Private Life by Josep Maria de Sagarra (Translated by Mary Ann Newman) - review by Michael Eaude

Michael Eaude

Decline & Fall

Private Life


Archipelago Books 493pp £14.99 order from our bookshop

Published in 1932, Private Life is one of Catalonia’s best-known works of fiction. In it Josep Maria de Sagarra (1894–1961), himself from an upper-class family, portrays an aristocracy in terminal decline. This is the grand novel of Barcelona’s high society, written with authoritative elegance and rolling, fluent sentences, rooted in the classics. Sagarra achieves a striking contrast between this rich prose and his sordid content. Mary Ann Newman has translated a difficult book with finesse and imagination, for meaning in the original is at times unclear and the language baroque as Sagarra overstretches for obscure vocabulary.

Private Life was one of only three novels that Sagarra wrote. Although criticised on its appearance for its scandalous subject matter, it has become his most famous book on account of its accurate dissection of moral, economic and social decadence and class change. Sagarra had a scintillating literary career in genres other than the novel. He was famous in Catalonia in the 1920s and 1930s as a poet, a translator of Dante and Shakespeare, and a popular author of some twenty-five plays.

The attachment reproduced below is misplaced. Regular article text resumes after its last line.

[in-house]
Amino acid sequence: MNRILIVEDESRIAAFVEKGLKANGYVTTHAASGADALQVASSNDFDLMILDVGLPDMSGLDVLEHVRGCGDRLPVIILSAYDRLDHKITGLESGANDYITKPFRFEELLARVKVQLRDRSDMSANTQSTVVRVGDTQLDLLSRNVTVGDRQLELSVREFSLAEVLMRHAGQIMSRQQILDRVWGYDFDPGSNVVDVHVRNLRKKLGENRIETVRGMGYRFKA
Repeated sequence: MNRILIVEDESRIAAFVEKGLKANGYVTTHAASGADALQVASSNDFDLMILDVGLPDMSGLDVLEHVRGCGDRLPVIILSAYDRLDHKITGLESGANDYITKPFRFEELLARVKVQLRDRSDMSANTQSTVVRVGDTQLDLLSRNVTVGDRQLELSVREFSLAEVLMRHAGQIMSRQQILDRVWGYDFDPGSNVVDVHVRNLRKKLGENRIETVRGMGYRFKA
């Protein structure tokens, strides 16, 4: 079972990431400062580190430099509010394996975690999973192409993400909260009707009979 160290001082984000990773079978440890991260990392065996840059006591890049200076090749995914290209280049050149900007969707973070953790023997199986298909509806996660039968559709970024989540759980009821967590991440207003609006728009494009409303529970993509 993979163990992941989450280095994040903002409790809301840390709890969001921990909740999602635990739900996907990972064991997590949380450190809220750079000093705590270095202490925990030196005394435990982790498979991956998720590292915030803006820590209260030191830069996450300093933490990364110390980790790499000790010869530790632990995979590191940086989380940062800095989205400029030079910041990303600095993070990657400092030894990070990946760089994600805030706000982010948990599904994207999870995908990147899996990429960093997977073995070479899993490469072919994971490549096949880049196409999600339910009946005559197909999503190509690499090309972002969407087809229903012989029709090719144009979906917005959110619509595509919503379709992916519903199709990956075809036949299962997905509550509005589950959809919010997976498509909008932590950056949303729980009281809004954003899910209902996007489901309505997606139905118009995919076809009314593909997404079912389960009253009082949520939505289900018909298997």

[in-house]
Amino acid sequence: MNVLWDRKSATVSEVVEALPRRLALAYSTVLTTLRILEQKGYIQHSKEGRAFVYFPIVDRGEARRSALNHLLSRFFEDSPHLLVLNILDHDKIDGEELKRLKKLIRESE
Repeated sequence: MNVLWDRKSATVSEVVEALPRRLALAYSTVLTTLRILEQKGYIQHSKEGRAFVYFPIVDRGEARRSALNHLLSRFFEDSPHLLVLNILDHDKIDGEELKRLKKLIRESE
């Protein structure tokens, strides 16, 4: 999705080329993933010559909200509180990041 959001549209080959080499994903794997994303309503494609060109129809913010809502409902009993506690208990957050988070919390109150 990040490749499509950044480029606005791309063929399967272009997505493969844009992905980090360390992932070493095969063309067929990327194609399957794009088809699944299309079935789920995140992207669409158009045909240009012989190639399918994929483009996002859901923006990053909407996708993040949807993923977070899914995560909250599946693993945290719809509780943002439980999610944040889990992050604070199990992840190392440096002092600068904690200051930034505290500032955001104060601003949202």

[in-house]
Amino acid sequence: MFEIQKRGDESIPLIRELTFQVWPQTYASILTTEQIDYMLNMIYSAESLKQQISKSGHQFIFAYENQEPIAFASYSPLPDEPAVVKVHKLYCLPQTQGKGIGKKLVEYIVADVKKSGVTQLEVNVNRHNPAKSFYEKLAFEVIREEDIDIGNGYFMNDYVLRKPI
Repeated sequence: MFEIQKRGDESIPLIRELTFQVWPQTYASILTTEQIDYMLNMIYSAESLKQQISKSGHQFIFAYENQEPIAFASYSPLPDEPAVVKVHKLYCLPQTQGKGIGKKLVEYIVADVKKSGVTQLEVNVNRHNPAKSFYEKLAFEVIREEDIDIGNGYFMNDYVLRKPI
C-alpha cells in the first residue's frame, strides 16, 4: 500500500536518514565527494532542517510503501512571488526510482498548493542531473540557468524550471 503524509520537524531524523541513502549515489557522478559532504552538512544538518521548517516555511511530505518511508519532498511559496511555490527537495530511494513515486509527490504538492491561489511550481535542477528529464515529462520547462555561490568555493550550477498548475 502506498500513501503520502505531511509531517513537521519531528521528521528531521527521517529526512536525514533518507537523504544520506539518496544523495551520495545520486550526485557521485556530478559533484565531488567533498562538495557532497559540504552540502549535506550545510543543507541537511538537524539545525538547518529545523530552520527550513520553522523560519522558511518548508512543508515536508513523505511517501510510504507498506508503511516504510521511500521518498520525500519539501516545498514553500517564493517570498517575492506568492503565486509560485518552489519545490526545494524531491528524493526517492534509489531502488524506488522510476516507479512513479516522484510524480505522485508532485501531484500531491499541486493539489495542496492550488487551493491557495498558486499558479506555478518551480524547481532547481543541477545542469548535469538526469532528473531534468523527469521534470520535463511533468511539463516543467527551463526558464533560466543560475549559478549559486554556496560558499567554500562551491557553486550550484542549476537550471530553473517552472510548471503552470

Frederic and Guillem de Lloberola are two brothers with expensive tastes who belong to a family of minor aristocrats barely surviving on diminishing rents. Their parents have moved from their city mansion to a modest flat. The walls are bare, for they had to sell every adornment, including the family’s

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